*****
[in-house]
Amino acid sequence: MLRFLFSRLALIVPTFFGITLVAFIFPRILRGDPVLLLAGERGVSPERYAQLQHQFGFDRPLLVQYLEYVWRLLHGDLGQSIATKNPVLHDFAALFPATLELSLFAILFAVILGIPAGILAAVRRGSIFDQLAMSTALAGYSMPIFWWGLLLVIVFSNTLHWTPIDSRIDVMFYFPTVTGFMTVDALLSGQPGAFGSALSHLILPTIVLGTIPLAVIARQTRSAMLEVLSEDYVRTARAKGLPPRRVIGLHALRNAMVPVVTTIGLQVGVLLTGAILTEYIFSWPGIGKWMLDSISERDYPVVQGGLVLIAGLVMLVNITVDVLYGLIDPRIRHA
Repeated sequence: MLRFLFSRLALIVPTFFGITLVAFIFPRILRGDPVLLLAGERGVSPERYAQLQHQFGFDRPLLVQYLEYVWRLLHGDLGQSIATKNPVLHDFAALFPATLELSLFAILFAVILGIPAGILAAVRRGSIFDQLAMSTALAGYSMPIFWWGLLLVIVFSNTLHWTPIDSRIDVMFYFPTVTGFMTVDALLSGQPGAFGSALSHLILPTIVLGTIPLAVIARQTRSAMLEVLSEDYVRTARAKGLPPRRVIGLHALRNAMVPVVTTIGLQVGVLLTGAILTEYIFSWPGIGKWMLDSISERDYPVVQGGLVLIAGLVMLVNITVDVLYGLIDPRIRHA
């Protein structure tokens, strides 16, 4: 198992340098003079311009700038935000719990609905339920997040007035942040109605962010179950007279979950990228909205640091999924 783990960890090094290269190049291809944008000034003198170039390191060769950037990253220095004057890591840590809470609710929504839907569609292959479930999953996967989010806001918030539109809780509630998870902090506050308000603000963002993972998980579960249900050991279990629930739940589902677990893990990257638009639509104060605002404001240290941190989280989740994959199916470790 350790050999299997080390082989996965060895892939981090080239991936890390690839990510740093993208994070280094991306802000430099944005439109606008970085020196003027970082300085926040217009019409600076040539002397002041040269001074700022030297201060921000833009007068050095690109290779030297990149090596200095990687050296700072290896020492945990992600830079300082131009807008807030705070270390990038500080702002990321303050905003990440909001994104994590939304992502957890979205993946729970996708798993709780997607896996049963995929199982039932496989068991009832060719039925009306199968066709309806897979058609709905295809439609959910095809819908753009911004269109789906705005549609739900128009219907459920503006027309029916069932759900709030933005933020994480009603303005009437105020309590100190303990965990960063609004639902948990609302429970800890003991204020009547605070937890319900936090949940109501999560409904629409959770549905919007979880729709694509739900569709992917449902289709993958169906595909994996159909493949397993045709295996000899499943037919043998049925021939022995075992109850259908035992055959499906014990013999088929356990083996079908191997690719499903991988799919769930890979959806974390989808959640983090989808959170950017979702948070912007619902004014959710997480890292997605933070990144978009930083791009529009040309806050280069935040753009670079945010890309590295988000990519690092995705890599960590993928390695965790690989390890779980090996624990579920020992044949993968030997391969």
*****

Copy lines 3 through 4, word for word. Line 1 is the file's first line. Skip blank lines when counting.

Repeated sequence: MLRFLFSRLALIVPTFFGITLVAFIFPRILRGDPVLLLAGERGVSPERYAQLQHQFGFDRPLLVQYLEYVWRLLHGDLGQSIATKNPVLHDFAALFPATLELSLFAILFAVILGIPAGILAAVRRGSIFDQLAMSTALAGYSMPIFWWGLLLVIVFSNTLHWTPIDSRIDVMFYFPTVTGFMTVDALLSGQPGAFGSALSHLILPTIVLGTIPLAVIARQTRSAMLEVLSEDYVRTARAKGLPPRRVIGLHALRNAMVPVVTTIGLQVGVLLTGAILTEYIFSWPGIGKWMLDSISERDYPVVQGGLVLIAGLVMLVNITVDVLYGLIDPRIRHA
């Protein structure tokens, strides 16, 4: 198992340098003079311009700038935000719990609905339920997040007035942040109605962010179950007279979950990228909205640091999924 783990960890090094290269190049291809944008000034003198170039390191060769950037990253220095004057890591840590809470609710929504839907569609292959479930999953996967989010806001918030539109809780509630998870902090506050308000603000963002993972998980579960249900050991279990629930739940589902677990893990990257638009639509104060605002404001240290941190989280989740994959199916470790 350790050999299997080390082989996965060895892939981090080239991936890390690839990510740093993208994070280094991306802000430099944005439109606008970085020196003027970082300085926040217009019409600076040539002397002041040269001074700022030297201060921000833009007068050095690109290779030297990149090596200095990687050296700072290896020492945990992600830079300082131009807008807030705070270390990038500080702002990321303050905003990440909001994104994590939304992502957890979205993946729970996708798993709780997607896996049963995929199982039932496989068991009832060719039925009306199968066709309806897979058609709905295809439609959910095809819908753009911004269109789906705005549609739900128009219907459920503006027309029916069932759900709030933005933020994480009603303005009437105020309590100190303990965990960063609004639902948990609302429970800890003991204020009547605070937890319900936090949940109501999560409904629409959770549905919007979880729709694509739900569709992917449902289709993958169906595909994996159909493949397993045709295996000899499943037919043998049925021939022995075992109850259908035992055959499906014990013999088929356990083996079908191997690719499903991988799919769930890979959806974390989808959640983090989808959170950017979702948070912007619902004014959710997480890292997605933070990144978009930083791009529009040309806050280069935040753009670079945010890309590295988000990519690092995705890599960590993928390695965790690989390890779980090996624990579920020992044949993968030997391969």